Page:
Puslinch community get-together this weekend all about water protection

ABERFOYLE – People passionate about water protection are coming together to increase awareness about the importance of water and the threats it faces. 

Attendees can sip iced lemonade or strawberry juice and snack on some soup and samosas while they listen to live music and learn about water issues and solutions. 

The family-friendly event will be at the Puslinch Optimist Recreation Centre from 1 to 4pm on June 3. 

There will be speakers, educational videos, children’s crafts, face painting, and banner and sign making, and a march. 

The march will go to the Blue Triton facility, to deliver a message about the importance of water protection, organizers say. 

The event is a “teach-in” organized by groups and individuals, including the Wellington Water Watchers, Protect the Tract, the Ontario Federation of Labour (OFL), Guelph and District Labour Council, Ohneganos, musicians, filmmakers and families. 

It is part of a day of solidarity action called “Enough is Enough,” organized by the OFL with many different unions participating across the province. 

During the Puslinch event, people will learn about topics like the water crises in Indigenous communities and the use of water by corporations for profit, said event organizer and water protector Layla Staats. 

Layla Staats

Staats is a filmmaker, educator, activist and musician. She is Mohawk, Turtle Clan from the Six Nations of the Grand River, and recently served as an international delegate for World Water Day in Paris, France. 

During the teach-in, Staats will share her personal experience with boil water advisories and water insecurity in First Nations communities. 

While making her most recent documentary, Staats visited seven First Nations communities, including Yurok in California, Hopi in New Mexico, Wet’suwet’en in BC, and Neskantaga and Grassy Narrows in Ontario. 

She said it was “really eye opening” to travel to these communities and sit down with elders, chiefs and youth, often at their kitchen tables, to discuss the impact of the water crisis. 

The drinking water crisis in Indigenous communities is “a vicious cycle swept under the carpet,” Staats said, and the purpose of this event is to bring issues to light and “demand action.” 

Relationships with water

“Water is not just an Indigenous issue,” Staats said  – protecting “water is all of our fight.” 

At the Puslinch event, Staats hopes to help people open their eyes “to their personal relationship with water.” 

Once people understand and respect that relationship, “when you see it being damaged and threatened you are more likely to defend it,” she said. She hopes the teach-in encourages people to “stand up and speak out when it’s under attack.” 

Staats said “one of our fundamental teachings as Indigenous people is that relationship that we have with water” – and that water is alive. 

“It can hear us, feel us, see us, and we are in relationship with it,” she said, and she hopes educational events can help people shift their thinking to see water “as a living entity that needs our protection.” 

Grassroots organizations

Staats is excited to see grassroots organizations like the OFL changing their relationship with water and what it means to them.

“That’s how we create change – movement from the ground up, from the community demanding change and action,” she said.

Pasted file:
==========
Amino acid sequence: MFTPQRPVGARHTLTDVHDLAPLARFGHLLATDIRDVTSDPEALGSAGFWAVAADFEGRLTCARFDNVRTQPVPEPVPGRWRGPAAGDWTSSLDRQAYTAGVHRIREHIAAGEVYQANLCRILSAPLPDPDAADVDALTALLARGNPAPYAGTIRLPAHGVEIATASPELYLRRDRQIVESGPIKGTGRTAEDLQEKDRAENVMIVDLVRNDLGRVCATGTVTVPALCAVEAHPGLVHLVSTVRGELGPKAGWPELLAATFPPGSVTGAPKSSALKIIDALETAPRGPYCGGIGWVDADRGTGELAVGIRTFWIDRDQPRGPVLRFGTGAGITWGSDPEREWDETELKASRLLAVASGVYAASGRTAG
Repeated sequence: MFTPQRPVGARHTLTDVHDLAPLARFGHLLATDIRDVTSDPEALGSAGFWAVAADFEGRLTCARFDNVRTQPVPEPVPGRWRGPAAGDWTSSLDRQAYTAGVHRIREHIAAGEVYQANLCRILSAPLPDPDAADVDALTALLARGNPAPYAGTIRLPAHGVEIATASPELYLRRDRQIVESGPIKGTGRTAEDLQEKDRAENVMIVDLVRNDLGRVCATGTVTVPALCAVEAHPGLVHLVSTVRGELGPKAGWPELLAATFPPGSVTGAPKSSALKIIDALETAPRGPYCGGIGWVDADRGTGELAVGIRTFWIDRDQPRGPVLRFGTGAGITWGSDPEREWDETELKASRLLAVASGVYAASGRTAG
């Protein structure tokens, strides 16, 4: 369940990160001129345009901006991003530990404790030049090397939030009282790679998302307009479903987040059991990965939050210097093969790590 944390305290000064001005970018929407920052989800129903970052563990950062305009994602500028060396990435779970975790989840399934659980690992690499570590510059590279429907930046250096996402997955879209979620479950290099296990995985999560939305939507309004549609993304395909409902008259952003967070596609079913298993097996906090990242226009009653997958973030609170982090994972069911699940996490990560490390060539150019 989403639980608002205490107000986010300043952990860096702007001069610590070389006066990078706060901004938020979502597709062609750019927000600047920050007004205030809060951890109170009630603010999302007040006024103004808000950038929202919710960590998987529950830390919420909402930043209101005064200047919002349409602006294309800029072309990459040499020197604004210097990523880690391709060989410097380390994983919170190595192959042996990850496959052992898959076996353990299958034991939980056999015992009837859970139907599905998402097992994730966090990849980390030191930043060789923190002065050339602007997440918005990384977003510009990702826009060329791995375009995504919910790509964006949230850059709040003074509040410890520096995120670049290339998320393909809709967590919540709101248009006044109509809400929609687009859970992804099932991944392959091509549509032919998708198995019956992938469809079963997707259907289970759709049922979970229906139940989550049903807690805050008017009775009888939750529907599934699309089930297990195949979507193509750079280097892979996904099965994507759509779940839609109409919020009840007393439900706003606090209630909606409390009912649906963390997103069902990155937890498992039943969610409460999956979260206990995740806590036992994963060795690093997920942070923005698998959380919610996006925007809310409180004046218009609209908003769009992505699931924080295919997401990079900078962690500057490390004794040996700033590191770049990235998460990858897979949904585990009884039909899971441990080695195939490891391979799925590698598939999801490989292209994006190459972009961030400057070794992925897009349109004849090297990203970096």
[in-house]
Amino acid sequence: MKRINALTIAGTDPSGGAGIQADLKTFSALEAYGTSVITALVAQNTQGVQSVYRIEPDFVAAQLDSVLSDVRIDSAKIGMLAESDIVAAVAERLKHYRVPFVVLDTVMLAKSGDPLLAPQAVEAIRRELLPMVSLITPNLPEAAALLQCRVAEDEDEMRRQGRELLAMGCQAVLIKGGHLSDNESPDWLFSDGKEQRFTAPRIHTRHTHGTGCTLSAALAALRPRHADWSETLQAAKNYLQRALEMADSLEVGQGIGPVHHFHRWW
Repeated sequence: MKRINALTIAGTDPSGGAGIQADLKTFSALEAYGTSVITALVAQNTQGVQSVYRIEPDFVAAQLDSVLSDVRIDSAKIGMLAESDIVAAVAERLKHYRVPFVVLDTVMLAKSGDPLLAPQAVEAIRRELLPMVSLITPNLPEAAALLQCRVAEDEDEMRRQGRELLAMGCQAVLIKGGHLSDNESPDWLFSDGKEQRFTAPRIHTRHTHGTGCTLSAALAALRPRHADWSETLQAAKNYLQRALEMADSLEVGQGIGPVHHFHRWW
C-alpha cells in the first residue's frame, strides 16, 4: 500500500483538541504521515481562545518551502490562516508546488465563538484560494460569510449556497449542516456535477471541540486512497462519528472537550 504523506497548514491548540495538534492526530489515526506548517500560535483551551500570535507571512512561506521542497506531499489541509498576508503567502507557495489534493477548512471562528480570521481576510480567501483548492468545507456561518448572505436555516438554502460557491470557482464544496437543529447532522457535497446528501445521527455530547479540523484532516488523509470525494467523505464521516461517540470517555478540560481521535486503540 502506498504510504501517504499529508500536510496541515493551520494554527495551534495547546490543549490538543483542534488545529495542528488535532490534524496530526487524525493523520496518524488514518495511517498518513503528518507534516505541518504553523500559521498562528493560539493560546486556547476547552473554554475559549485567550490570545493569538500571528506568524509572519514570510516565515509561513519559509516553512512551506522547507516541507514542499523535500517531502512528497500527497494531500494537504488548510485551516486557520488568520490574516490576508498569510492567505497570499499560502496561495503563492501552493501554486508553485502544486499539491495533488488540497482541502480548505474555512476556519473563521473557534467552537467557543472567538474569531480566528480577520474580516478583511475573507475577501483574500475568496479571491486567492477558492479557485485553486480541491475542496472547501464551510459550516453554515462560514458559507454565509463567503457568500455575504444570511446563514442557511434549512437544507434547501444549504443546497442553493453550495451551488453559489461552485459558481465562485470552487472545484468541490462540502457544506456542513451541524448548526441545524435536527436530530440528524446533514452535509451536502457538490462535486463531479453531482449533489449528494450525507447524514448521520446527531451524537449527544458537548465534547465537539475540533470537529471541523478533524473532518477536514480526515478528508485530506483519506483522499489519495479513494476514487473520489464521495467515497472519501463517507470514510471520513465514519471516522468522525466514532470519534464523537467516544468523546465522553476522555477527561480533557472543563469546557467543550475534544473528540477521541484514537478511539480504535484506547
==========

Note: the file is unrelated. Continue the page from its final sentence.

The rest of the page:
“Whether you are a nurse, or a teacher, or a welder, or an ironworker – we all have this common connection to water.” 

Another organization helping to put on the event is Protect the Tract, a group located on Six Nations that is “committed to protecting the Haldimand Tract,” Staats said. 

The Haldimand Tract is a stretch of land spanning six miles on either side of the Grand River that was promised to Mohawk and other Six Nations peoples in 1784. 

Protect the Tract conducts research, policy development, and civil engagement regarding sovereignty and land stewardship of the Haldimand Tract. 

The Puslinch event includes a presentation about Protect the Tract at 3pm. 

At 1:15pm there will be a presentation about the Wellington Water Watchers, an organization founded in 2007 that works to restore, conserve and protect water resources while providing education about water issues. 

Staats said the event  is  “everyone coming together to say ‘we are not going to stand by. We have something to say.’” 

In addition to stories and videos, Staats will be sharing music on stage during the get together. 

Much of her music centres around the Mohawk language, and creating music has been a way for her to relearn the language, Staats noted.  

Her performance will include “teachable songs about the water and our connection to it.” 

Layla, right, and Logan Staats will both be performing during the water protection get together on June 3. Submitted photo


Family-friendly event

Layla’s brother, Logan Staats, will also be performing. 

Logan is a folk musician and land defender with a large collection of awards and recognitions, including this year’s SOCAN Indigenous Songwriter Award. 

His most popular songs include Deadman, The Lucky Ones, Holy Man, and Folk Song. He recently released a new album titled A Light in the Attic. 

Layla said her brother is “active in using his platform for bringing awareness to Indigenous issues and land back.” 

The gathering will be “very family friendly,” Layla said. 

“I think it’s really important for my kids to be involved … (to) “see and know their voice matters. 

“And sometimes, we can learn more from them and their perspective” than they can from us, she added. 

More information about the event is available at https://fb.me/e/5ZP8U9kqY.